Petitioner raises two grounds for relief:

GROUND ONE: The charge given to me by the DHO was the wrong charge based on the actual severity of the action and the fact that there was a similar offense conduct at a lower severity level available which they refused to use in spite of mitigating factors.
GROUND TWO: Violation of Rule of Lenity in imposing a harsher sanction when a lesser sanction was available and there was no circumstances warranting a more severe punishment.

(Doc. No.1-1 at 3 and 6).

Petitioner argues the DHO should have considered the fact that he had no prior infractions and that an Offense Code 397 would have been more appropriate given that both Offense Codes 397 and 297 prohibit three way calling. He also argues that because the Bureau of Prisons (BOP) has the option of charging inmates with lesser offenses, its decision to punish him under the higher offense is a violation of the Rule of Lenity.

When a prisoner faces the loss of good time credits, due process requires that he or she receive the following hearing rights: 1) written notice of the hearing at least twenty-four hours in advance; 2) an opportunity, when consistent with institutional safety and correctional goals, to call witnesses and present documentary evidence in his defense; and 3) a written statement by the factfinder of the evidence relied on and the reason for the disciplinary action. Wolff v. McDonnell, 418 U.S. 539, 563-67 (1974). A prison disciplinary decision comports with the requirements of due process if "some evidence" supports the decision by the prison disciplinary board. The quantity of evidence to support a disciplinary conviction is minimal and does not involve the independent assessment of witness credibility or weighing of evidence by the federal courts. Superintenden, Mass. Corr. Inst. v. Hill, 472 U.S. 445 (1985).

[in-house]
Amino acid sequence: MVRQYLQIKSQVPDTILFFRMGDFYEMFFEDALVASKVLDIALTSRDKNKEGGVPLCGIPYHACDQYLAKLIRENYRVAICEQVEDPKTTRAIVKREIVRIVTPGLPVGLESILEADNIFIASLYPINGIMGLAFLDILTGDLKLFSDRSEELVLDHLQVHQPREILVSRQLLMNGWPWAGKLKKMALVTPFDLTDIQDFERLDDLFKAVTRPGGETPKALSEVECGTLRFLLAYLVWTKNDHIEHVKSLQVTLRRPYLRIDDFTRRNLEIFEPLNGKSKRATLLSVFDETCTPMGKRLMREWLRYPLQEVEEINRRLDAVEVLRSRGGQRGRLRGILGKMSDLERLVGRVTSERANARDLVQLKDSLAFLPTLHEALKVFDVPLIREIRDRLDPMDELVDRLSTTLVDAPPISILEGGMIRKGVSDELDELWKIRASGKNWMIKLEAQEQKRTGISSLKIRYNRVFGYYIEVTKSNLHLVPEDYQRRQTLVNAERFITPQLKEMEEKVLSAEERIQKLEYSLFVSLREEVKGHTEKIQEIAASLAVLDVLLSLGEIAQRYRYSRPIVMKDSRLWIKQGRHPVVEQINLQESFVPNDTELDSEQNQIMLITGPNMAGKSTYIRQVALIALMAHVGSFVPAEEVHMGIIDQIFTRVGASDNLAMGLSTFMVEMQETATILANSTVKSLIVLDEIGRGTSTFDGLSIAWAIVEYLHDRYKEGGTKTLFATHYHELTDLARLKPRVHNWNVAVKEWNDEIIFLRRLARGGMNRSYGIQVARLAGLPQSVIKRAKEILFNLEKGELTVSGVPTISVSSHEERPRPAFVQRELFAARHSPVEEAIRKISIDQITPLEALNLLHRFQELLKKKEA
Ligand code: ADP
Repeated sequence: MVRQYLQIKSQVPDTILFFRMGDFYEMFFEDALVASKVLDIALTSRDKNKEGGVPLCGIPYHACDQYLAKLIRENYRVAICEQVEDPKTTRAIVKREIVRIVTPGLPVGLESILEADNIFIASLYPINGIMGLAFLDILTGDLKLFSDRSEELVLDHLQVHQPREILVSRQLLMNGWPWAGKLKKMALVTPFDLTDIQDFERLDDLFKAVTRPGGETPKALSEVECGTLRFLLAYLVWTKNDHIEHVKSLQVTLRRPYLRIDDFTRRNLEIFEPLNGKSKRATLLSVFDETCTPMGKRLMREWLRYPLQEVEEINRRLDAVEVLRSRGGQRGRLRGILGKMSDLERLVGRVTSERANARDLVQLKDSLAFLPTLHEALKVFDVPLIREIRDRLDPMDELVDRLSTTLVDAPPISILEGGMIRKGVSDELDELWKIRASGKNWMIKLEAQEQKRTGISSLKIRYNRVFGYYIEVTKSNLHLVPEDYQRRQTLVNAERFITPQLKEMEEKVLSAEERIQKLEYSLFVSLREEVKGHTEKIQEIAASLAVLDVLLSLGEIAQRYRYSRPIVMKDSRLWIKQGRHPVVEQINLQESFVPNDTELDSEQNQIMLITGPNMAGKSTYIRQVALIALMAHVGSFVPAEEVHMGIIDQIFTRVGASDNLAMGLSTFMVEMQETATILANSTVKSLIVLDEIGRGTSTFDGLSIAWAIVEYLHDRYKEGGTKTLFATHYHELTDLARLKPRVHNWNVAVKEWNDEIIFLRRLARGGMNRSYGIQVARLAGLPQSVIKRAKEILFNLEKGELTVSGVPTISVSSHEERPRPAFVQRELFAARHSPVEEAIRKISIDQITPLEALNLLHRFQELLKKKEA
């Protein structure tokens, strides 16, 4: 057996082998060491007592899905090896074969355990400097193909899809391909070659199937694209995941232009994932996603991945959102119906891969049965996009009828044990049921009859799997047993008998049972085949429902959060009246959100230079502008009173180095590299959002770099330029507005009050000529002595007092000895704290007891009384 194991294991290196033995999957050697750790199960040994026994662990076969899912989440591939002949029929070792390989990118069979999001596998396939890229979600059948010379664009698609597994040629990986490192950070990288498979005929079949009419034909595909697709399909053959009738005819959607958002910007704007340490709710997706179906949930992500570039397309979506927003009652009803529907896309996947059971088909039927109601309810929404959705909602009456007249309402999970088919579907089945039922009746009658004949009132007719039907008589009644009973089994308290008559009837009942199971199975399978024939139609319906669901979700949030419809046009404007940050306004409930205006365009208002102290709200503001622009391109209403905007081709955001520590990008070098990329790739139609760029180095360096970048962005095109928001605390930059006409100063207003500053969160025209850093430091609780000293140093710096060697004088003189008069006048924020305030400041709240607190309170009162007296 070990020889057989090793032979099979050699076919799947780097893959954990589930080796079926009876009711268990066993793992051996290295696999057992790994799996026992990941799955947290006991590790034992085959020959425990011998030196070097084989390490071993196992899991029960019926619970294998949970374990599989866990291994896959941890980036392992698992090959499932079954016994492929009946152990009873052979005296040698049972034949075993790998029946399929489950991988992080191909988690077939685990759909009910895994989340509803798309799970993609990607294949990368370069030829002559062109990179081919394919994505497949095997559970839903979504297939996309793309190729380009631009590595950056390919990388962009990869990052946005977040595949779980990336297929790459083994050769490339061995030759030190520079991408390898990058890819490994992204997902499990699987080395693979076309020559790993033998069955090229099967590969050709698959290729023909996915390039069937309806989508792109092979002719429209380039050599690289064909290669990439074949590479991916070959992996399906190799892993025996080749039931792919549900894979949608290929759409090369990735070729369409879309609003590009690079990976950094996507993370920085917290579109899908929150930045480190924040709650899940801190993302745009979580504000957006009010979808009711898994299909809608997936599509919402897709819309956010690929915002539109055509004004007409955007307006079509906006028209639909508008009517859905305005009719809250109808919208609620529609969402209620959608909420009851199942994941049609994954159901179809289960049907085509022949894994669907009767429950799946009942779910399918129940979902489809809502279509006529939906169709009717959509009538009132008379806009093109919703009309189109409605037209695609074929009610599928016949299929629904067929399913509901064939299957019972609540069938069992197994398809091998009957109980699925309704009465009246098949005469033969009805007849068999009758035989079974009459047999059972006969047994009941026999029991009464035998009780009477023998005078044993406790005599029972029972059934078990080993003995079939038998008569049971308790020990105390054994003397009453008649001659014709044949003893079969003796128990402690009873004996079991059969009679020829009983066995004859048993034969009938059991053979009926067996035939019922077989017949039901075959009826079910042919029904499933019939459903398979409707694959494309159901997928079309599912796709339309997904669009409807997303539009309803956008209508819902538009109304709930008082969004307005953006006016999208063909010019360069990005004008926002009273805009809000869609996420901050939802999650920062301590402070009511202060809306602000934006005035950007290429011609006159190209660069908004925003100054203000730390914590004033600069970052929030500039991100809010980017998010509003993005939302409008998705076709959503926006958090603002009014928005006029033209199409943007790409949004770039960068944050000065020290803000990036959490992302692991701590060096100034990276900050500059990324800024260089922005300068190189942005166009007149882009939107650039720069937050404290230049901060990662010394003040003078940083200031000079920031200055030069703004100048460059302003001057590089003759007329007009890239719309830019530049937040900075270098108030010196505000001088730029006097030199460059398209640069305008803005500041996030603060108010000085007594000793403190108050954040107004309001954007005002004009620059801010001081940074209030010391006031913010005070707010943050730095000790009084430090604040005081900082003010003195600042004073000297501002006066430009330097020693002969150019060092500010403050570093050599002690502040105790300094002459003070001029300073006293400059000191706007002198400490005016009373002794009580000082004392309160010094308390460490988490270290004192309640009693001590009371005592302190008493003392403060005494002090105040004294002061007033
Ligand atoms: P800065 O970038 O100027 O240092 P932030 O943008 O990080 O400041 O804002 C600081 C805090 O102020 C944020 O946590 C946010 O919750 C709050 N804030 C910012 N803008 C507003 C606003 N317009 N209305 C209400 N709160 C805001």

Contrary to Petitioner's assertion, Offense Code 397, unlike Offense Code 297, does not involve a third party caller. Offense Code 397 addresses: "Use of the telephone for abuses other than illegal activity which do not circumvent the ability of staff to monitor frequency of telephone use, content of the call, or the number called." 28 C.F.R. §541.3. Offense Code 297 applies to the "[u]se of the telephone for abuses other than illegal activity which circumvent the ability of staff to monitor frequency of telephone use, content of the call, or the number called." Id.

The DHO applied the more severe sanction because Petitioner's "[u]se of the telephone ... circumvent[ed] the ability of staff to monitor frequency of telephone use, content of the call, or the number called." The DHO noted that it was Petitioner's use of a third party to place a call that circumvented the staff's ability to monitor his telephone use in violation of Offense Code 297. Clearly, "some evidence" existed to justify the DHO's finding.

Petitioner's reliance on the Rule of Lenity, which applies to statutory construction in criminal cases, is not applicable in this civil action. CONCLUSION

Based on the foregoing, Petitioner's Motion to Proceed In Forma Pauperis is granted (Doc. No. 2), and the Petition is dismissed pursuant to 28 U.S.C. § 2243. Further, the Court certifies, pursuant to 28 U.S.C. § 1915(a)(3), that an appeal from this decision could not be taken in good faith.

28 U.S.C. § 1915(a)(3) provides: "An appeal may not be taken in forma pauperis if the trial court certifies in writing that it is not taken in good faith."


/s/ Patricia A. Gaughan


Dated: 10/3/14